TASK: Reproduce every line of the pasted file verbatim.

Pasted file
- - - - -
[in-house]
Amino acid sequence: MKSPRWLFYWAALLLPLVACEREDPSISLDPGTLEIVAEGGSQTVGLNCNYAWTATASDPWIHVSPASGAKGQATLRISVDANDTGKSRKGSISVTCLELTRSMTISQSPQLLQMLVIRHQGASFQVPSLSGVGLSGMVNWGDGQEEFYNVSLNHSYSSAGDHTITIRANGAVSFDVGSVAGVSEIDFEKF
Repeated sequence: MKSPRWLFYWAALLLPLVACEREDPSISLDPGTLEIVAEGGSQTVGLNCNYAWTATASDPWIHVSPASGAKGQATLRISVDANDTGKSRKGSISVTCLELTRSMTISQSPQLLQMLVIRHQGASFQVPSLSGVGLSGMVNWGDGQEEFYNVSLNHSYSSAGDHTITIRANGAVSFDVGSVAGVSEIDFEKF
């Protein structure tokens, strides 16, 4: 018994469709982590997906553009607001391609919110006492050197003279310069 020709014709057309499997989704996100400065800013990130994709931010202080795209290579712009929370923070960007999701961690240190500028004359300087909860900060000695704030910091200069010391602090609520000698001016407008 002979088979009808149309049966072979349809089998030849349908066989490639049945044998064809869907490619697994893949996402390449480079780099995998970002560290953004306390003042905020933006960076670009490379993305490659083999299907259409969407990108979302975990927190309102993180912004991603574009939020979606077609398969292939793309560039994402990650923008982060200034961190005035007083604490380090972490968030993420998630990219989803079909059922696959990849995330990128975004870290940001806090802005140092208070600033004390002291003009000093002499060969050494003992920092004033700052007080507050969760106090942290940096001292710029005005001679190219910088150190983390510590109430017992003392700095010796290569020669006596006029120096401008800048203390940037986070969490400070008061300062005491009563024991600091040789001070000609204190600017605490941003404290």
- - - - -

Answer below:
[in-house]
Amino acid sequence: MKSPRWLFYWAALLLPLVACEREDPSISLDPGTLEIVAEGGSQTVGLNCNYAWTATASDPWIHVSPASGAKGQATLRISVDANDTGKSRKGSISVTCLELTRSMTISQSPQLLQMLVIRHQGASFQVPSLSGVGLSGMVNWGDGQEEFYNVSLNHSYSSAGDHTITIRANGAVSFDVGSVAGVSEIDFEKF
Repeated sequence: MKSPRWLFYWAALLLPLVACEREDPSISLDPGTLEIVAEGGSQTVGLNCNYAWTATASDPWIHVSPASGAKGQATLRISVDANDTGKSRKGSISVTCLELTRSMTISQSPQLLQMLVIRHQGASFQVPSLSGVGLSGMVNWGDGQEEFYNVSLNHSYSSAGDHTITIRANGAVSFDVGSVAGVSEIDFEKF
């Protein structure tokens, strides 16, 4: 018994469709982590997906553009607001391609919110006492050197003279310069 020709014709057309499997989704996100400065800013990130994709931010202080795209290579712009929370923070960007999701961690240190500028004359300087909860900060000695704030910091200069010391602090609520000698001016407008 002979088979009808149309049966072979349809089998030849349908066989490639049945044998064809869907490619697994893949996402390449480079780099995998970002560290953004306390003042905020933006960076670009490379993305490659083999299907259409969407990108979302975990927190309102993180912004991603574009939020979606077609398969292939793309560039994402990650923008982060200034961190005035007083604490380090972490968030993420998630990219989803079909059922696959990849995330990128975004870290940001806090802005140092208070600033004390002291003009000093002499060969050494003992920092004033700052007080507050969760106090942290940096001292710029005005001679190219910088150190983390510590109430017992003392700095010796290569020669006596006029120096401008800048203390940037986070969490400070008061300062005491009563024991600091040789001070000609204190600017605490941003404290």